IIS 7.0 : Managing Remote Content

7/23/2012 5:40:49 PM
Typically, the files that comprise a Web application are stored on the IIS server’s local file system. Though this certainly makes sense when you are running a small set of Web applications, in a large or complex environment—such as a hosting company running Web farms with thousands of Web sites across many servers or a complex application consisting of many small applications that sit on different servers managed by various parties—it is almost impossible to host the application contents locally.

In some scenarios, you might need more than a single Web server to deliver a high-volume traffic Web application. Though it is definitely possible to copy the same set of contents to many Web servers serving the same application, this creates additional administrative overhead because you need to make sure that contents are synchronized on all servers, and potential replication issues could impact the application availability and content integrity. On top of that, managing content across different servers requires additional maintenance for user access accounts as well as access permissions for the content files. All of this increases the complexity of the overall deployment. Storing content locally might grant you a performance advantage, but it creates many drawbacks when scaling your application.

To work around these issues, IIS 7.0 enables you to host Web applications that have content located on a network share, which enables multiple Web servers to connect a single set of content from a file server. Though this will often increase the overhead of accessing this content, you may find significant benefits to setting up a centralized remote content store. The benefits include:

  • Lower administrative overhead. Instead of setting up file system security on many Web servers, you manage the file system access only at the centralized content store. This reduces account and content management tasks to the centralized content store rather than a number of servers when content is hosted locally.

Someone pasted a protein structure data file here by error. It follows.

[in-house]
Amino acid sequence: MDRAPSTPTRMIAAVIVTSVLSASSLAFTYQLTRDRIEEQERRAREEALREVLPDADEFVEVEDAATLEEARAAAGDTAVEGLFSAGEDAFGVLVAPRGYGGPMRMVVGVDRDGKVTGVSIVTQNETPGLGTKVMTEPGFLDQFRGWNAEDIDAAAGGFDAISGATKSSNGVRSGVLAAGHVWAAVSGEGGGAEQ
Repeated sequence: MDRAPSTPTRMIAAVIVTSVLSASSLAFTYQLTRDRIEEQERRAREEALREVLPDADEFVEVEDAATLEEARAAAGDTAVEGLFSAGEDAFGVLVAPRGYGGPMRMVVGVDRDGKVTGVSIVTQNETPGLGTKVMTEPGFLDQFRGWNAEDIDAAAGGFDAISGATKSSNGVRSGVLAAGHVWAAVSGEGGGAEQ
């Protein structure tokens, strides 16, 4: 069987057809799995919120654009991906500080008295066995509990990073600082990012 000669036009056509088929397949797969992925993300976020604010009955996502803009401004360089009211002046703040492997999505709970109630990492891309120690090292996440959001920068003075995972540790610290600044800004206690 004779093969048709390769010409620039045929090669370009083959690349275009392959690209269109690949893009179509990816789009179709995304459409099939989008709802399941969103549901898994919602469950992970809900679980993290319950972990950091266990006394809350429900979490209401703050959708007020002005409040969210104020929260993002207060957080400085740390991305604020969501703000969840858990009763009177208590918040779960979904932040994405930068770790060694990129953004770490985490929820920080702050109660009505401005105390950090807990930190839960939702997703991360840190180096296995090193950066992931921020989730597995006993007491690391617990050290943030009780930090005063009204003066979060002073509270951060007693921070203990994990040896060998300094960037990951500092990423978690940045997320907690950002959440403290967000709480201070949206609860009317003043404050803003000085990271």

• Better fault toleranceTo increases content availability, the content can be hosted in Microsoft Cluster, Distributed File System (DFS), or even Storage Area Network (SAN) or Network Attached Storage (NAS) devices.

  • More cost-effective. When compared with fault-tolerance setup at each Web server, for example, installing a set of Redundant Array of Inexpensive Disks (RAID) at every single Web server. Implementing fault-tolerance just to the centralized content store is more cost-effective and requires less hardware maintenance to have a pair of file share clusters compared to deploying a set of RAID to each sever inside a Web farm.

This section outlines the key concepts of remote content access, steps for setting up remote content, security consideration for remote content access, and a few notes on remote content configuration. These concepts generally apply to remote content management in various environments such as file share clusters and NAS devices.

Configuring the Application to Use Remote Content

Using virtual directories to map to remote content makes the content as part of an application’s URL namespace or the entire application to the remote network path at which the content is located.

To configure an application to use remote content, you need to do the following:

  1. Set the physical path of the root virtual directory for the Web site or Web application to the network path where the content is located. If you would like to map only a part of the application to use remote content, you can simply create a virtual directory with the desired path in an existing application. 

  2. Determine the desired security model for accessing network content, either using current credential via pass-through or custom fixed user for access credential.

  3. Create the file share hosting the remote content on the network server and then grant required permissions to the file share.

Selecting the Security Model for Accessing Remote Content

To select the proper security model, it is important to consider how the Web server accesses the remote content. The following access is required:

  • The web.config files located inside the remote content directory structure—to correctly apply delegated configuration for the remote content, IIS 7.0 will attempt to locate and read the web.config configuration files for all remote content directories. IIS accesses the configuration file before any content and the authenticated user is known. Because of this, either fixed virtual directory credentials must be set, or the IIS worker process identity must have read access to the remote content share.